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Appellate Division Limits Application of "Good Faith" Law Enforcement Immunity for Public Entities

The Appellate Division recently issued an opinion discussing the scope of the “Good Faith” Law Enforcement Immunity (N.J.S.A. 59:3-3) under the New Jersey Tort Claims Act. In Caicedo v. Caicedo, No. A-6163-12T2 (App. Div. March 17, 2015), the minor Plaintiff was severely injured when he was struck by Defendant Newark police officer’s cruiser while crossing the street riding his bicycle. At the time, the Officer was transporting a recently arrested prisoner to police headquarters for processing. 

The Officer had arrested a suspected drug dealer for wandering, and was transporting the prisoner back to headquarters in an unmarked police unit. The police vehicle had no partition; however, the Officer’s partner sat in the rear seat next to the handcuffed prisoner. The Officer testified that he first observed Plaintiff from about forty yards away, and attempted to switch lanes to avoid Plaintiff, but oncoming traffic caused him to swerve again and hit Plaintiff’s bike. The officer stated that he did not stop on initially seeing the Plaintiff because he wanted to get back to headquarter due to the fact that the car did not have a cage, and his observation that he could safely go around the Plaintiff.

Prior to trial, Plaintiff made a motion in limine to bar Defendants from asserting the good-faith immunity defense provided in N.J.S.A. 59:3-3. This section provides that “[a] public employee is not liable if he [or she] acts in good faith in the execution or enforcement of any law.” After hearing police testimony, the trial judge determined not to instruct the jury on this defense. The judge reasoned that while he found both cases on either side—those saying this situation was the continuation of an effectuation of arrest, and those that would say this was merely transporting—there was no evidence that this instance included any sort of “high crime,” or evidence of resistance, and because there was no danger held that the immunity did not apply in this situation. The jury found for Plaintiff. Defendants appealed, arguing that the court erred in denying jury instructions on the good-faith immunity defense.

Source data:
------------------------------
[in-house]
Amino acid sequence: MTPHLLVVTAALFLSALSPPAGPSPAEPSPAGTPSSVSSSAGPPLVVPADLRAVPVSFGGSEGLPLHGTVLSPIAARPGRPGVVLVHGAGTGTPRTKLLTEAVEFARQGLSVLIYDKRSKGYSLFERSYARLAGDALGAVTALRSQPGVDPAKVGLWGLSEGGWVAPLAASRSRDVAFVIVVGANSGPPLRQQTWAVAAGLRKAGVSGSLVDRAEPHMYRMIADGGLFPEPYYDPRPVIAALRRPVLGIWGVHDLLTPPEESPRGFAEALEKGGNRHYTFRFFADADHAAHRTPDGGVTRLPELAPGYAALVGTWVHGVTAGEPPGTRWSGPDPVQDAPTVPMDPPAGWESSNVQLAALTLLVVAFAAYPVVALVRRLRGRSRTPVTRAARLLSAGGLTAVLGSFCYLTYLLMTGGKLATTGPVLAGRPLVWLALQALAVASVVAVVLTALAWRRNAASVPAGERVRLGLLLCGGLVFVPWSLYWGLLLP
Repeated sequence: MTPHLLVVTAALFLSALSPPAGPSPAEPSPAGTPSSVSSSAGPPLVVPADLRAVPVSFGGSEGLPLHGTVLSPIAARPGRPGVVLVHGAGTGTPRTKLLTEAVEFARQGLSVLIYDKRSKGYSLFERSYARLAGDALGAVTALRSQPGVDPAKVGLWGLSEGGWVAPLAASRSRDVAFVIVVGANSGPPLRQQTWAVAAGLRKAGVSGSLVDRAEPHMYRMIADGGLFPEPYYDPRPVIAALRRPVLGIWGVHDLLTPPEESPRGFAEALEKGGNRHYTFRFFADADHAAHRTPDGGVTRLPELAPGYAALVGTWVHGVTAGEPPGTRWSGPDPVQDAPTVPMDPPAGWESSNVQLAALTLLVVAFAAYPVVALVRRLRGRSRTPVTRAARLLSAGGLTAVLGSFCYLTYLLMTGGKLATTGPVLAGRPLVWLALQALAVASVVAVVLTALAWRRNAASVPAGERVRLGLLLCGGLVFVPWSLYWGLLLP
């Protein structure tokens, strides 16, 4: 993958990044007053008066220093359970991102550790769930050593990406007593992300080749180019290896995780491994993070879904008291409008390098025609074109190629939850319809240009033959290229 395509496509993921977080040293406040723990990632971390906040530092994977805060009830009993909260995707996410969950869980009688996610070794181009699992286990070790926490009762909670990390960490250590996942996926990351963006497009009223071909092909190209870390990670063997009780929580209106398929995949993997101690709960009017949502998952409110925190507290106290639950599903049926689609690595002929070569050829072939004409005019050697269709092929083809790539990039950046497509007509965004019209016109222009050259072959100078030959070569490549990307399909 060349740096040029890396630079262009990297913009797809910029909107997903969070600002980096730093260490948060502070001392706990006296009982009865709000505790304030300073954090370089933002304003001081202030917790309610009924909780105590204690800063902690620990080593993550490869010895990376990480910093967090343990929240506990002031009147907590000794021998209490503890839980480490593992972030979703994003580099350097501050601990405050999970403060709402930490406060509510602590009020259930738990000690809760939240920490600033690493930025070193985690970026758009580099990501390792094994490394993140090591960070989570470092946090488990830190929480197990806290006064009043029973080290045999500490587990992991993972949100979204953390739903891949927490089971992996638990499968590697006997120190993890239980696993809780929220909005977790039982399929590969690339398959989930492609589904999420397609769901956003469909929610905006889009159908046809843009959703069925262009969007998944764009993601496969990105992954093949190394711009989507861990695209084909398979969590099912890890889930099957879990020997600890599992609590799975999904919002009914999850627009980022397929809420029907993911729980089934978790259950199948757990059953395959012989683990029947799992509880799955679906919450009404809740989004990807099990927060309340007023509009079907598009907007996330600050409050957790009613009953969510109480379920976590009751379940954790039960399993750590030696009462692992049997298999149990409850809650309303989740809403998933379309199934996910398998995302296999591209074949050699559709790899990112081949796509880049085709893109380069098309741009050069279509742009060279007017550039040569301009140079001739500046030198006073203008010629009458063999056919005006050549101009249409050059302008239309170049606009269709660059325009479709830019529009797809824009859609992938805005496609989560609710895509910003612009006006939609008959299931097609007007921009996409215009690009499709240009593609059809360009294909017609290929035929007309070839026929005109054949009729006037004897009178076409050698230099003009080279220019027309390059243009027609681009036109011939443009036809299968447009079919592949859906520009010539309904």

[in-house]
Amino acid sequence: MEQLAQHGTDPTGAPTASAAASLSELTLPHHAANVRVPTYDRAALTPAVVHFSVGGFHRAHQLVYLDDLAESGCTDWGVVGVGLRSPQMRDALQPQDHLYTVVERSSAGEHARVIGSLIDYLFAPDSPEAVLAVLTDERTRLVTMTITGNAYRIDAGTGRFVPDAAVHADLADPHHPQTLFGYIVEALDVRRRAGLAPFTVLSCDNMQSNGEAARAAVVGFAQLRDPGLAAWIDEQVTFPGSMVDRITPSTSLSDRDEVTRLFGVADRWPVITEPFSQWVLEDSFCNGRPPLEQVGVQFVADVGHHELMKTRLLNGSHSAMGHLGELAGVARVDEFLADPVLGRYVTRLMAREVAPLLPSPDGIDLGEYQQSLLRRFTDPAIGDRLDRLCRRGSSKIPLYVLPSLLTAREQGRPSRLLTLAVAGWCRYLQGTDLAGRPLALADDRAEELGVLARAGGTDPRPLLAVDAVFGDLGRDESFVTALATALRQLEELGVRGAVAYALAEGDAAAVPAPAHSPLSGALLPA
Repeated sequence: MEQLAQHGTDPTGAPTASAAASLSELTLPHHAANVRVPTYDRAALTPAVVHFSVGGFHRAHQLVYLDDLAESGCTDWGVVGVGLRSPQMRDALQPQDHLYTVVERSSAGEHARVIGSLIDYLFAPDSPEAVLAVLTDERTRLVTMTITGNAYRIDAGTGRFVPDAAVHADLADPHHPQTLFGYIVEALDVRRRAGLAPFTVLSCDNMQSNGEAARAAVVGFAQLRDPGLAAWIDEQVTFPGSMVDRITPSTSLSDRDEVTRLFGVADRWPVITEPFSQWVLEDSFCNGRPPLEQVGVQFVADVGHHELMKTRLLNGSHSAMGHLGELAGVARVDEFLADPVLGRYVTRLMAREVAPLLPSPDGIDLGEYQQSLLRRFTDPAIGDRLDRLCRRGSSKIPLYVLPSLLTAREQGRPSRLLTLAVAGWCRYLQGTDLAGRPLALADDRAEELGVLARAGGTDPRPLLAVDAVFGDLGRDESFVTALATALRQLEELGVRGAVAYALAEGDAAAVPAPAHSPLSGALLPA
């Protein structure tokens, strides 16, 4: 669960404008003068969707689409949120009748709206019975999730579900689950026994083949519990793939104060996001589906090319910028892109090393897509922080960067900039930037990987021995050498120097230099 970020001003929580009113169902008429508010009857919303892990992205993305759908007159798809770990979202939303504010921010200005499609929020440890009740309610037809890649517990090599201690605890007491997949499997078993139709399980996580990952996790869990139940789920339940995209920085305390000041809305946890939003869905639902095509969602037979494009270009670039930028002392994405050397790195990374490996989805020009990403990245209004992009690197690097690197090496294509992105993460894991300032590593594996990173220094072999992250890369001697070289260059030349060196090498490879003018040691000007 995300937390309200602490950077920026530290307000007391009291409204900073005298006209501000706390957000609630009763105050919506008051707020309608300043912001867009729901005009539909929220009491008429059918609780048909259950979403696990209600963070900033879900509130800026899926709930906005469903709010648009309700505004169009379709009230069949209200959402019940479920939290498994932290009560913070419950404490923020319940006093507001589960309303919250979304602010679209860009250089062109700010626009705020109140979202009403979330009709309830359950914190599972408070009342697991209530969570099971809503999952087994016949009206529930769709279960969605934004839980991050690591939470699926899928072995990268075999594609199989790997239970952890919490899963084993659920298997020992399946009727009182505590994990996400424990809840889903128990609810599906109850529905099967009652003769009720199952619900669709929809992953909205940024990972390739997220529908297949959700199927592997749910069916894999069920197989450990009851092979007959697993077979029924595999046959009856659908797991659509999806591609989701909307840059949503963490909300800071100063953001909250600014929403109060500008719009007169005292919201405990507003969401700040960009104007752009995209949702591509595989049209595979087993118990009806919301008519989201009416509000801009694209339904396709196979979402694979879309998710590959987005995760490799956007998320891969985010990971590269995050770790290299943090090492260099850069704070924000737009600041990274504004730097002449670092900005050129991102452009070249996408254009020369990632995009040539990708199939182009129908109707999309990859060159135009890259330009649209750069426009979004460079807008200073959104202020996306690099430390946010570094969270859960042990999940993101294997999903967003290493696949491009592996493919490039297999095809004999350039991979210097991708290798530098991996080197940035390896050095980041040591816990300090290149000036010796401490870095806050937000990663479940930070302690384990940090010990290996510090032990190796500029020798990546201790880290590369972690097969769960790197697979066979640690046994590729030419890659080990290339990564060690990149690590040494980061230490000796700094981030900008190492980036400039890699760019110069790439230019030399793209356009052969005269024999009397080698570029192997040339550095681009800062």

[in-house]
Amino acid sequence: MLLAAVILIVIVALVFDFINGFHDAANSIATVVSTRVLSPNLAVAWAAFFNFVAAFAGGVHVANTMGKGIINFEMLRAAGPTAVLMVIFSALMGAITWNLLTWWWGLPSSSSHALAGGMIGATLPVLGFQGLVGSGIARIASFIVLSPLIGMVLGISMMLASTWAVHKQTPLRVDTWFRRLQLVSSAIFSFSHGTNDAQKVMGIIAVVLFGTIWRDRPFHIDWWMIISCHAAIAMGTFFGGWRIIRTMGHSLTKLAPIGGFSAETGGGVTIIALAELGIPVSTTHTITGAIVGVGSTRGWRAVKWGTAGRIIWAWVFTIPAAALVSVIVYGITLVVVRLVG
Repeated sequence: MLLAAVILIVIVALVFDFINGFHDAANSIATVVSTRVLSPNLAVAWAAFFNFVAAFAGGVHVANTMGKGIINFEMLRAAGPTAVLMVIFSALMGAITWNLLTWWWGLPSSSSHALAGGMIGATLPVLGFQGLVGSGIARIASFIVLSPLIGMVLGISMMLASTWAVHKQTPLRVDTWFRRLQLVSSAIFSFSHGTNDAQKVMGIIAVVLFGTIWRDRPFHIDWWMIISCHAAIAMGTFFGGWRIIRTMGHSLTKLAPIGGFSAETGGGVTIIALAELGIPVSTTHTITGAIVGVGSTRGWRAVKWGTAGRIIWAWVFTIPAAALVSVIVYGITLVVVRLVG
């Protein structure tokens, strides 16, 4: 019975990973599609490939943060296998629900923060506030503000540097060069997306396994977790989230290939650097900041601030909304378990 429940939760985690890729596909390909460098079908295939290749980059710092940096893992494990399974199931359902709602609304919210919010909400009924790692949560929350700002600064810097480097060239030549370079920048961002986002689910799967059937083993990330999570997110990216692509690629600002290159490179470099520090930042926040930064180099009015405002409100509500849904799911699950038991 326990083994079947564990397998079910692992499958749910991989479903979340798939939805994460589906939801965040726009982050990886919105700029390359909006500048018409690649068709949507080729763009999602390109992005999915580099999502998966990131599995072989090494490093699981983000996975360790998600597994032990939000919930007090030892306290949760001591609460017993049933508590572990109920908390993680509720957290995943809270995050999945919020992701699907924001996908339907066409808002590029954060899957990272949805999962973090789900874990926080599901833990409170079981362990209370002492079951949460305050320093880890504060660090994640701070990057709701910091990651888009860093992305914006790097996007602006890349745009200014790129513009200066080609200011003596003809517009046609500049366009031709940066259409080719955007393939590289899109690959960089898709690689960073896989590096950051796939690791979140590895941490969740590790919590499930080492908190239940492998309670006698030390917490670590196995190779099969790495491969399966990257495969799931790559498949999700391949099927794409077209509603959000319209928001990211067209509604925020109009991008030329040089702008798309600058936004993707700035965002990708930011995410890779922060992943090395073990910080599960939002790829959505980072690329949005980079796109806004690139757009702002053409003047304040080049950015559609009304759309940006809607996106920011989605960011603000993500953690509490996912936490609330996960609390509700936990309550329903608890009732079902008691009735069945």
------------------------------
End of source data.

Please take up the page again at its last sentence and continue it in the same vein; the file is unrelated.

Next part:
The Appellate Division explained that under the Tort Claims Act the public entity bears the burden of proof for establishing immunity. The court must ask if the identified cause or condition is one intended to be immunized under the Tort Claims Act. Defendants argued that the Officer was enforcing the law when the collision occurred because the suspect’s arrest had not yet been completed, pointing to the Newark Police Department’s policy and procedures for processing arrests, which include transporting a prisoner to the precinct. Plaintiff argued that the good-faith immunity is not applicable where police are involved in ministerial acts, like patrolling the streets or transporting prisoners, but that the Tort Claims Act provides immunity where police are acting under heightened circumstances, such as responding to a crime, accident, or emergency, or where they must make split-second decisions.

Judge Carroll, writing for the Appellate Division, noted that the case law favored Plaintiff’s position. The Court’s research did not include any cases in New Jersey directly on point with the facts presented. Looking to Illinois case law and analogous public entity tort law, the Appellate Division was persuaded that the Officer was not acting in the “execution of any law” such that the immunity provision was implicated under the given facts. The Court noted that record here lacked any emergent circumstances. While Judge Carroll described this as a close case, he wrote that the Court saw no reason that the Officer in this case should not be held to the same standard of care as an ordinary citizen driving. 

The Appellate Division’s decision in Caicedo strikes a blow to limiting liability against public entities, the dominant theme of the Tort Claims Act. In limiting the scope of the Act’s good-faith law enforcement immunity, the Court opens the door for future instances of liability against police officers (and their employers) transporting prisoners to police headquarters post-arrest, or potentially in other similar instances. Moreover, the decision potentially dictates to police departments the contours of police policy and procedure. As noted in the decision, the City of Newark’s policy for arrests included transporting the prisoner to the precinct. The same or similar procedure is likely present in police departments across the state. For now, this recent decision puts public entities on notice of the potential for liability for claims brought under similar circumstances.